The BE@Work (Brief Exercise at Work) trial: Effects of workplace-based high-intensity interval training on physical fitness, cardiometabolic health and wellbeing in office workers

Naomi Burn

Research output: Contribution to conferencePaperpeer-review


High-intensity interval training (HIT) can improve markers of physical fitness and cardiometabolic health (MacInnis & Gibala, 2017).The chronic impact of HIT on psychological variables is understudied (Stork et al. 2017) and the effectiveness of HIT in workplaces is unclear. We quantified the effects of our Brief Exercise at Work (BE@Work) intervention, comprising 8-weeks of workplace-based HIT, on outcomes related to physical fitness, cardiometabolic health and wellbeing in office workers. METHODS: Using a controlled trial design, 55 office-based employees (mean age ± standard deviation [SD] 46 ± 11 years) were recruited from two workplaces in Northeast England; one as an intervention site (n = 31), the other as no-treatment controls (n = 24). The 8-week intervention comprised of thrice-weekly workplace-based HIT sessions consisting of 4 to 7 60-s maximal effort intervals interspersed with 75-s rest, based on stair stepping, stair climbing and non-contact boxing. Outcomes assessed at baseline and post-intervention were cardiorespiratory fitness (VO2max), leg extensor muscle power, handgrip strength, body mass index, waist circumference, blood pressure, blood lipids and glucose, eight domains of health related quality of life (HR-QoL) (Short Form 36 HR-QoL questionnaire; Hays et al. 1993), psychological wellbeing (Warwick Edinburgh Mental Wellbeing Scale; Tennant et al. 2006) and perceived stress (Perceived Stress Scale; Cohen & Williamson, 1988). Data were analysed using an ANCOVA model (covariates; sex, age, outcome baseline value and hours fasted [blood variables only]). Using magnitude-based inferences, we calculated the probability of intervention effects as beneficial, trivial, and harmful against a threshold of the minimum clinically important difference of 1mL·kg-1·min-1 for VO2max and 0.2 between subject SDs for all other outcomes. Effects were only declared clear when the probability likelihood for the effect was ≥75% (i.e. likely). Data are presented as mean ±90% confidence limits. RESULTS: Mean HIT session attendance was 83%. Post-intervention there was a likely beneficial increase in VO2max (3.9 mL·kg-1·min-1 ±3.4 mL·kg-1·min-1) in intervention participants compared to controls. For domains of HR-QoL, there was a likely beneficial effect on energy/ fatigue (8.5 arbitrary units [AU] ±5.8 AU) and general health (4.6 AU ±4.1 AU), and a likely negative impact on bodily pain (-7.9 AU, ±10 AU). There was a likely beneficial decrease in perceived stress (-2.5 AU ±2.5 AU). There were no clear changes in any other outcomes post-intervention. CONCLUSION: This is the first trial to show that novel workplace-based HIT has clinically relevant beneficial effects on VO2max, and positively impacts on domains of HR-QoL and perceived stress. An increase in bodily pain may be due to muscle soreness from the HIT intervention. Improvements in markers of employee wellbeing may be particularly meaningful to organisations planning to implement similar programmes in the future.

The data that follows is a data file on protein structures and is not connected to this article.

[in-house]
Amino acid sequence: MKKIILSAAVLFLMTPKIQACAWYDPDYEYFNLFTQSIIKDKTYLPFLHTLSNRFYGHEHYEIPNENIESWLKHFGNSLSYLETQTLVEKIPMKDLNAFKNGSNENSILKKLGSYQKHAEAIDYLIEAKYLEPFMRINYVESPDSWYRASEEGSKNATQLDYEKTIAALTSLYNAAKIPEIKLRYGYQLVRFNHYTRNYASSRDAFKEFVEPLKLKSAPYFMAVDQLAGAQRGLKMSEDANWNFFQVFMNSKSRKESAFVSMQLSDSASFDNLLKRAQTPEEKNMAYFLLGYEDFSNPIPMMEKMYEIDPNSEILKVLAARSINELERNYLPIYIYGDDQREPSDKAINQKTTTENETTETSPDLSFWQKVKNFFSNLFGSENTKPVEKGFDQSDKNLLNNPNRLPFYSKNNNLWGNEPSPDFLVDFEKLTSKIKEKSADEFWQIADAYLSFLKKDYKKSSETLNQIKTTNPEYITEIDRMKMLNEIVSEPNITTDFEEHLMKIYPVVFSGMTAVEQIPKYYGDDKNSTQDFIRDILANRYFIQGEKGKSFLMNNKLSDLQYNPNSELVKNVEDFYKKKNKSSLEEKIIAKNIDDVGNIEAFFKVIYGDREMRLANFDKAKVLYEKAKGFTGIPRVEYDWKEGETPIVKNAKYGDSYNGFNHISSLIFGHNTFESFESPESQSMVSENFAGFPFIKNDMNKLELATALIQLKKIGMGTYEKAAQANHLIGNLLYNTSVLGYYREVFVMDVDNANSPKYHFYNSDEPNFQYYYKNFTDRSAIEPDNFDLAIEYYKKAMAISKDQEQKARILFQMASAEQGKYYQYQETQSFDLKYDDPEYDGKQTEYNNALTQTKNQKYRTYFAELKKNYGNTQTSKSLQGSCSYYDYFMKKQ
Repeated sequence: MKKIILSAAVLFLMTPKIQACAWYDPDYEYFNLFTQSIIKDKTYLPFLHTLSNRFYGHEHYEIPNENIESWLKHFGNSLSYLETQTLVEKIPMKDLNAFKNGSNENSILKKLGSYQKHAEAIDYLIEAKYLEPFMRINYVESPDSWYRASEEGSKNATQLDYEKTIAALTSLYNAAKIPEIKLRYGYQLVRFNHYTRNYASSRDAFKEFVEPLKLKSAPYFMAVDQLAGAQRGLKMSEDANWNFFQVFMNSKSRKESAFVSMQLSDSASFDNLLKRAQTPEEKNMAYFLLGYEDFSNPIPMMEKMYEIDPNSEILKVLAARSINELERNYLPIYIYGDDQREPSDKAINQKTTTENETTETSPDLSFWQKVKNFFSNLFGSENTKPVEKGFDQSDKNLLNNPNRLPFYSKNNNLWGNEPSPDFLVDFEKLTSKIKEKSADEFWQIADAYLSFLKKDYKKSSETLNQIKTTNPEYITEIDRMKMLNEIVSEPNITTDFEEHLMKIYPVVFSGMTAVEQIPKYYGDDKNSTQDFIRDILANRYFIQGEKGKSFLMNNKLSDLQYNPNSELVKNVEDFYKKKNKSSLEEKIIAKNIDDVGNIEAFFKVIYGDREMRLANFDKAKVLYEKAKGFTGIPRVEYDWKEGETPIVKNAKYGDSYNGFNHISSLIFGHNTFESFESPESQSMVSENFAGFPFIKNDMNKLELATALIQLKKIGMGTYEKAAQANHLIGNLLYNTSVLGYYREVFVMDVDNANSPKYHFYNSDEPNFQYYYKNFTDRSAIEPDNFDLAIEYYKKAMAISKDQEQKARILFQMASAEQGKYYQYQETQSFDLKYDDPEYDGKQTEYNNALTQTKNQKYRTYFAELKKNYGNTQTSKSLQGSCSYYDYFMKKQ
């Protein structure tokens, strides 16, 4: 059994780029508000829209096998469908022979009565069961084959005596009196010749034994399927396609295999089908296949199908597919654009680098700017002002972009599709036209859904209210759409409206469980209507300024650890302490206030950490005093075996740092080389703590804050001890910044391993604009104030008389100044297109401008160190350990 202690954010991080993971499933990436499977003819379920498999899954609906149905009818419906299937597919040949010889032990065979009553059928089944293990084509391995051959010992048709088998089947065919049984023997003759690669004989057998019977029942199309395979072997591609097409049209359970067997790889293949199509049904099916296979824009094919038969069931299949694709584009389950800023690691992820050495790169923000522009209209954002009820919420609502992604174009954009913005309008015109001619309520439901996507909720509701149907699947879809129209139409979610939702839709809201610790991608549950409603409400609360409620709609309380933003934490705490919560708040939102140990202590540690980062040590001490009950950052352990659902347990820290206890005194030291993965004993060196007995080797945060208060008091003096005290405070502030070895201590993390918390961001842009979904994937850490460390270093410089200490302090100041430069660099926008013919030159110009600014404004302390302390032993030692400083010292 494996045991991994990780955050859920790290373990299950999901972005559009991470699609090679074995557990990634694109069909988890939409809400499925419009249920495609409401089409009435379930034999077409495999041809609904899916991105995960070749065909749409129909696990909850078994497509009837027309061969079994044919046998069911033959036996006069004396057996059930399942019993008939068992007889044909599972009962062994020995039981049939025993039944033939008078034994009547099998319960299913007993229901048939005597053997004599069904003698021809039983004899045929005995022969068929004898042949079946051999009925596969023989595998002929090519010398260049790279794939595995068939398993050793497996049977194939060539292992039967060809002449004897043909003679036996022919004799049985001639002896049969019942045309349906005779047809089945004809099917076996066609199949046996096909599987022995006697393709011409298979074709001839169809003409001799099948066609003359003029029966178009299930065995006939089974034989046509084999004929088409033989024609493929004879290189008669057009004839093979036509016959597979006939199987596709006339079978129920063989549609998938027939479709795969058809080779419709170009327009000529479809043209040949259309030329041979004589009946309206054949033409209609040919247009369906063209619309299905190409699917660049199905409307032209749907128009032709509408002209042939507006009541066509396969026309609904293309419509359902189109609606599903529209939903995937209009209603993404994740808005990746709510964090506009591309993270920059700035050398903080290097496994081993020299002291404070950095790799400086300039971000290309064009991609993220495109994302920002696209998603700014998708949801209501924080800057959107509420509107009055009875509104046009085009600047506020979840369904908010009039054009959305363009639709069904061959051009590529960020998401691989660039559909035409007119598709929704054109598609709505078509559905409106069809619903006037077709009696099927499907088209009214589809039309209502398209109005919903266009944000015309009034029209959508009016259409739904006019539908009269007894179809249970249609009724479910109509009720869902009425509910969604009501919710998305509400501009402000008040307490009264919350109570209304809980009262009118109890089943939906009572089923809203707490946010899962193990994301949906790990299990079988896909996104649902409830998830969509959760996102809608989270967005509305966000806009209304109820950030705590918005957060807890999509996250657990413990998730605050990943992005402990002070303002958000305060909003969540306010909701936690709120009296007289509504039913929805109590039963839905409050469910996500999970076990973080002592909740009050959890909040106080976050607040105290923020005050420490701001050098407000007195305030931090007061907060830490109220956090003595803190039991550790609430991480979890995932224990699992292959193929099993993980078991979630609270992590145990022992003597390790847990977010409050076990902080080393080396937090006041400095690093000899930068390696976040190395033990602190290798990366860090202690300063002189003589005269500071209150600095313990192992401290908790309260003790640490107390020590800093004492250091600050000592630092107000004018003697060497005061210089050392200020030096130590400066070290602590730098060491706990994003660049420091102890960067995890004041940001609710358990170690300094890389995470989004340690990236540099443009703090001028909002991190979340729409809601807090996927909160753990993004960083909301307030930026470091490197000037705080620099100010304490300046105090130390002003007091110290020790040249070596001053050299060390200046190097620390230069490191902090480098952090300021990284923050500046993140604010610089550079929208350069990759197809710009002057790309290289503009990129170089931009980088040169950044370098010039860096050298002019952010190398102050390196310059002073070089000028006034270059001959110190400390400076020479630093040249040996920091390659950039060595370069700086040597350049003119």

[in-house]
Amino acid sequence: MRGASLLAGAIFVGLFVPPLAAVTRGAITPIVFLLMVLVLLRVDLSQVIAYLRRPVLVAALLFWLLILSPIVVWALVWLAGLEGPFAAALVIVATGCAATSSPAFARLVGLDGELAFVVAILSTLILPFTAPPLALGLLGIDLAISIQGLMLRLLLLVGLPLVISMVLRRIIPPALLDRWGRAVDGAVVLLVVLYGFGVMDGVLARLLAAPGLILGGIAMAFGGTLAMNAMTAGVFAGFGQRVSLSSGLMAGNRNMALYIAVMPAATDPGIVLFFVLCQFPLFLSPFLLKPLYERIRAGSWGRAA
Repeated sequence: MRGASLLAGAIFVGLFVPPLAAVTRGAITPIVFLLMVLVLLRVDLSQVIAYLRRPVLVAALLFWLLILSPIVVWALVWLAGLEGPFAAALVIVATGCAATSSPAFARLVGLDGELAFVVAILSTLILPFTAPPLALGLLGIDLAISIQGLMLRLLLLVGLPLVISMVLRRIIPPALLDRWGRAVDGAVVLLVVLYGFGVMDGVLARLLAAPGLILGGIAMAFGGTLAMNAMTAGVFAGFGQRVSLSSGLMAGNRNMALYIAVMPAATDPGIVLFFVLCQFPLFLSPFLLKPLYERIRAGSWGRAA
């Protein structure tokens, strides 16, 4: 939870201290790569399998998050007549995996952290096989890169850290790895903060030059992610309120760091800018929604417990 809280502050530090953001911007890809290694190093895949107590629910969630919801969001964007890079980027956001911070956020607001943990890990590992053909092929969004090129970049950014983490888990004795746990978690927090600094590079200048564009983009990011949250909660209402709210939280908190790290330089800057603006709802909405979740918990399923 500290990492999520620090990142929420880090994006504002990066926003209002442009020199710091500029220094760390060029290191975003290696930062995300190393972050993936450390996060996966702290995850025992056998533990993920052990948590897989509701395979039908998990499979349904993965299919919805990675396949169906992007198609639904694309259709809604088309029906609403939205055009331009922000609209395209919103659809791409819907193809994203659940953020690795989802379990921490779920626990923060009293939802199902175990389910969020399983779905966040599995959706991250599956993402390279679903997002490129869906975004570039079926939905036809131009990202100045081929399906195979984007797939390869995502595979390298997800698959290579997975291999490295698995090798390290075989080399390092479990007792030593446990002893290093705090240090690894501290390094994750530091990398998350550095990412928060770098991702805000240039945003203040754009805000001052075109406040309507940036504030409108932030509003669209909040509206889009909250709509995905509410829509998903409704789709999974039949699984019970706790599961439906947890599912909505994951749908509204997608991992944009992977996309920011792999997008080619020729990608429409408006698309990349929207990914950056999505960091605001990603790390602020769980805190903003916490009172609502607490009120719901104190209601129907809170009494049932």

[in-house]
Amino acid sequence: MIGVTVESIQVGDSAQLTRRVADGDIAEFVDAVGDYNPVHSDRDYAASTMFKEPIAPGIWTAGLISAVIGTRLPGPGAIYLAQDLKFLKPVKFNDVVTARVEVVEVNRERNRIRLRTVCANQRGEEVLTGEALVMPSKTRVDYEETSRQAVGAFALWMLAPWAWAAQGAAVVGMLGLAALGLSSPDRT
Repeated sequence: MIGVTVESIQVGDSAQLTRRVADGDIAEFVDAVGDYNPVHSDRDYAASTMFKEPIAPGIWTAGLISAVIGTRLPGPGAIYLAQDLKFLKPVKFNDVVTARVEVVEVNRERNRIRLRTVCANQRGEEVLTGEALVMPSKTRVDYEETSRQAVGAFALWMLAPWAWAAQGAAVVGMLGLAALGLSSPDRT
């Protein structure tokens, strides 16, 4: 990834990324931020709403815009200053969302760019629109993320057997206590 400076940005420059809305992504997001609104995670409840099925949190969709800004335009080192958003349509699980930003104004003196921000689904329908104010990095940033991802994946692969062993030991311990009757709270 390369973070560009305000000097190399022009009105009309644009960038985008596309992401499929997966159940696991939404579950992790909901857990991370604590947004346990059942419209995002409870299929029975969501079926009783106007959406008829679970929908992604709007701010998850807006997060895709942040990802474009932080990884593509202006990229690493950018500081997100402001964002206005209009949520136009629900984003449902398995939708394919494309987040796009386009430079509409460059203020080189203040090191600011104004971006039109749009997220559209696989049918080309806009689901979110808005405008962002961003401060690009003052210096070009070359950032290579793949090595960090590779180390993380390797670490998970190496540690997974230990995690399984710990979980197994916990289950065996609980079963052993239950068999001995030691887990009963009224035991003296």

Original languageEnglish
Publication statusPublished - 4 Jul 2019
EventEuropean Congress of Sports Science (ECSS) 2019 - Prague, Czech Republic
Duration: 2 Jul 20196 Jul 2019


ConferenceEuropean Congress of Sports Science (ECSS) 2019
Country/TerritoryCzech Republic


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